• It is impossible for your design to look exactly the same on every client summarised nicely by the team at Campaign Monitor “Just remember that pixel perfection in all email clients is a pipe dream.”

In support of modern browsers: Saying goodbye to Internet Explorer 7 & 8

It’s fair to say that older versions of Internet Explorer aren’t well loved by web developers. We spend a lot of time testing and creating workarounds for IE 7 & 8 when working on new updates to Capsule. Even then, the user experience and reliability we can offer in these browsers is compromised because the capabilities of these browsers are far behind what is achievable in a modern browser. Patching the limitations in these browsers also means we end up deploying more code which adds to page load times.

With limited time and resources, it’s important that we focus our efforts in the areas that add most value across our customer base. Discountuining support for IE 7 & 8 will let us move faster and with less constraints. As of July, Capsule will no longer support IE 7 or 8.

We haven’t taken this decision lightly. The vast majority of our users are on Chrome, Firefox or Safari. Internet Explorer users account for 11% and most of these are already on IE 9 or 10. Usage for IE 7 & 8 has been falling over the last 12 months and now accounts for around 1% and 2% respectively.

App browser usage

There is a general trend towards phasing out support for Internet Explorer versions under 9. Many popular web applications such as Google Apps and Facebook have either dropped support or are in the process of doing so. This same trend is hapening in the tools and libraries that we use to build Capsule. For example, the popular javascript library jQuery which we use has started to require IE 9+ for it’s latest and most efficient version which we will be upgrading to.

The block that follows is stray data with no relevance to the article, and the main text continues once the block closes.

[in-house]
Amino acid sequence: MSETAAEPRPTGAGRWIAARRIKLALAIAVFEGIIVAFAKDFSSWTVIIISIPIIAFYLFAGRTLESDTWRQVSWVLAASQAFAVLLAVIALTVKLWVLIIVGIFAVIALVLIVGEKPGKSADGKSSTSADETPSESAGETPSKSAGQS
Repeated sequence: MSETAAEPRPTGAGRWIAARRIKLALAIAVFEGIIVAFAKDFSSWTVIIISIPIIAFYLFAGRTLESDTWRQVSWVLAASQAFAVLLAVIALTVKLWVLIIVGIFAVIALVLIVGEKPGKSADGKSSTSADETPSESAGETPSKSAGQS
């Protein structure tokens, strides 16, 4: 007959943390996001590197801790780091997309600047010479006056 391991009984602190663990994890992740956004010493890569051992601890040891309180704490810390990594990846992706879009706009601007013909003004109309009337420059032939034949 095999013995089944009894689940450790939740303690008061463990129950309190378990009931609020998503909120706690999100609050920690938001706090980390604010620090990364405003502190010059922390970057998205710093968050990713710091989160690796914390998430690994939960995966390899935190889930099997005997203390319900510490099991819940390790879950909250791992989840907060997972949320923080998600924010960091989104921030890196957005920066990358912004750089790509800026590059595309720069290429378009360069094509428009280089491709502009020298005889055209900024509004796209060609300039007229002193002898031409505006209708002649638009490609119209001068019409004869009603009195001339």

If you are using Internet Explorer 7 or 8 we suggest that you upgrade to a modern browser such as Google Chrome or Internet Explorer 10. If for whatever reason you’re unable to do so we’ve added support for Google’s Chrome frame which is a free plug-in for Internet Explorer that web apps can use to provide you with additional features and better performance. Visiting Capsule using IE 7 or 8 you will see a prompt to install Chrome frame:

IE 7 & 8 - Chrome frame prompt

Internet Explorer is officially square

This blog post was written before Javelin was renamed to Capsule. See this post for more details.

We’ve been introducing rounded corners into the Javelin user interface recently. Rounded corners and curves are nice and they provide us with a simple way to keep Javelin looking fresh, or at least it should have been simple. As any web designer will tell you in words I can’t print here, Internet Explorer is a party pooper.

We’ve looked into using the many hacks for round corners in Internet Explorer and we tried a couple but they all have their issues which leads us to this position:

Frustration

So instead of spending our days making Internet Explorer fit a round hole we’ve left it square. In Firefox, Safari and Chrome you’ll get some rounded corner love:

Round corners in Firefox

And in Internet Explorer you’ll see square:

Round corners in Internet Explorer

And another example:

Tooltip comparison

I’m not on a crusade to change your web browser. The beauty of web applications is you get to choose your operating system and browser, but if you are using Internet Explorer and want to consider an alternative then Mashable did a browser round up recently.